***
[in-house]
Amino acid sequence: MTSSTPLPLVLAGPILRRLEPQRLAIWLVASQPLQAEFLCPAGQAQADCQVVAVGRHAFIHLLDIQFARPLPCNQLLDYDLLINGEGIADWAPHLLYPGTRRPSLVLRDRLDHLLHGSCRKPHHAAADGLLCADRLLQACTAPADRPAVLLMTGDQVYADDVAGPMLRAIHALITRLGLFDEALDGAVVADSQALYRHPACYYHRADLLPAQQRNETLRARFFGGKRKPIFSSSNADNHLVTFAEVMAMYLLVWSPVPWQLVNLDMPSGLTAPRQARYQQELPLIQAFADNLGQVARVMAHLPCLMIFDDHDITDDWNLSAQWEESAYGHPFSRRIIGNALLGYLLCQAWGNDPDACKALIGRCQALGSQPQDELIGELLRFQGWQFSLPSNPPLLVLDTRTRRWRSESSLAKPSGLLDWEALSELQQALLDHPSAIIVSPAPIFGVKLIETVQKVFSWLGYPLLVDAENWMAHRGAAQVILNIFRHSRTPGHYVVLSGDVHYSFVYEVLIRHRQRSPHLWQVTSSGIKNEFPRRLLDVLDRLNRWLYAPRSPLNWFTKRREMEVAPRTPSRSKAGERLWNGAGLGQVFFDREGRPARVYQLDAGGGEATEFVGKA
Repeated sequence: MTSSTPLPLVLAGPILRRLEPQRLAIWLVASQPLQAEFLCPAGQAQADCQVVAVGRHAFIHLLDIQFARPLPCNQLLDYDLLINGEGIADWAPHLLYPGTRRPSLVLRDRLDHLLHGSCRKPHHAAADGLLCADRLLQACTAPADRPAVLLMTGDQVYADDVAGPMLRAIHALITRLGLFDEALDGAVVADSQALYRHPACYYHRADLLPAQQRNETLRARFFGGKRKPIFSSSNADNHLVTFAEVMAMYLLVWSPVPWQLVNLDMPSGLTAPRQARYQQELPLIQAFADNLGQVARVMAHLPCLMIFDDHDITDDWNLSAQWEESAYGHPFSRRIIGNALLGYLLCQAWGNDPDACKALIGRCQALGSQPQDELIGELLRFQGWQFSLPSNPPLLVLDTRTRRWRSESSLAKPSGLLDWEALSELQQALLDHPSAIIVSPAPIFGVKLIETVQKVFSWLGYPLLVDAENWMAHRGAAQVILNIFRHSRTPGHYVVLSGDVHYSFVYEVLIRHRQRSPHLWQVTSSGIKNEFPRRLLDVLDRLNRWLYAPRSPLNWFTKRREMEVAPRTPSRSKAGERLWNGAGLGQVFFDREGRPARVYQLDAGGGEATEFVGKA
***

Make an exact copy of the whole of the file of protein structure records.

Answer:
[in-house]
Amino acid sequence: MTSSTPLPLVLAGPILRRLEPQRLAIWLVASQPLQAEFLCPAGQAQADCQVVAVGRHAFIHLLDIQFARPLPCNQLLDYDLLINGEGIADWAPHLLYPGTRRPSLVLRDRLDHLLHGSCRKPHHAAADGLLCADRLLQACTAPADRPAVLLMTGDQVYADDVAGPMLRAIHALITRLGLFDEALDGAVVADSQALYRHPACYYHRADLLPAQQRNETLRARFFGGKRKPIFSSSNADNHLVTFAEVMAMYLLVWSPVPWQLVNLDMPSGLTAPRQARYQQELPLIQAFADNLGQVARVMAHLPCLMIFDDHDITDDWNLSAQWEESAYGHPFSRRIIGNALLGYLLCQAWGNDPDACKALIGRCQALGSQPQDELIGELLRFQGWQFSLPSNPPLLVLDTRTRRWRSESSLAKPSGLLDWEALSELQQALLDHPSAIIVSPAPIFGVKLIETVQKVFSWLGYPLLVDAENWMAHRGAAQVILNIFRHSRTPGHYVVLSGDVHYSFVYEVLIRHRQRSPHLWQVTSSGIKNEFPRRLLDVLDRLNRWLYAPRSPLNWFTKRREMEVAPRTPSRSKAGERLWNGAGLGQVFFDREGRPARVYQLDAGGGEATEFVGKA
Repeated sequence: MTSSTPLPLVLAGPILRRLEPQRLAIWLVASQPLQAEFLCPAGQAQADCQVVAVGRHAFIHLLDIQFARPLPCNQLLDYDLLINGEGIADWAPHLLYPGTRRPSLVLRDRLDHLLHGSCRKPHHAAADGLLCADRLLQACTAPADRPAVLLMTGDQVYADDVAGPMLRAIHALITRLGLFDEALDGAVVADSQALYRHPACYYHRADLLPAQQRNETLRARFFGGKRKPIFSSSNADNHLVTFAEVMAMYLLVWSPVPWQLVNLDMPSGLTAPRQARYQQELPLIQAFADNLGQVARVMAHLPCLMIFDDHDITDDWNLSAQWEESAYGHPFSRRIIGNALLGYLLCQAWGNDPDACKALIGRCQALGSQPQDELIGELLRFQGWQFSLPSNPPLLVLDTRTRRWRSESSLAKPSGLLDWEALSELQQALLDHPSAIIVSPAPIFGVKLIETVQKVFSWLGYPLLVDAENWMAHRGAAQVILNIFRHSRTPGHYVVLSGDVHYSFVYEVLIRHRQRSPHLWQVTSSGIKNEFPRRLLDVLDRLNRWLYAPRSPLNWFTKRREMEVAPRTPSRSKAGERLWNGAGLGQVFFDREGRPARVYQLDAGGGEATEFVGKA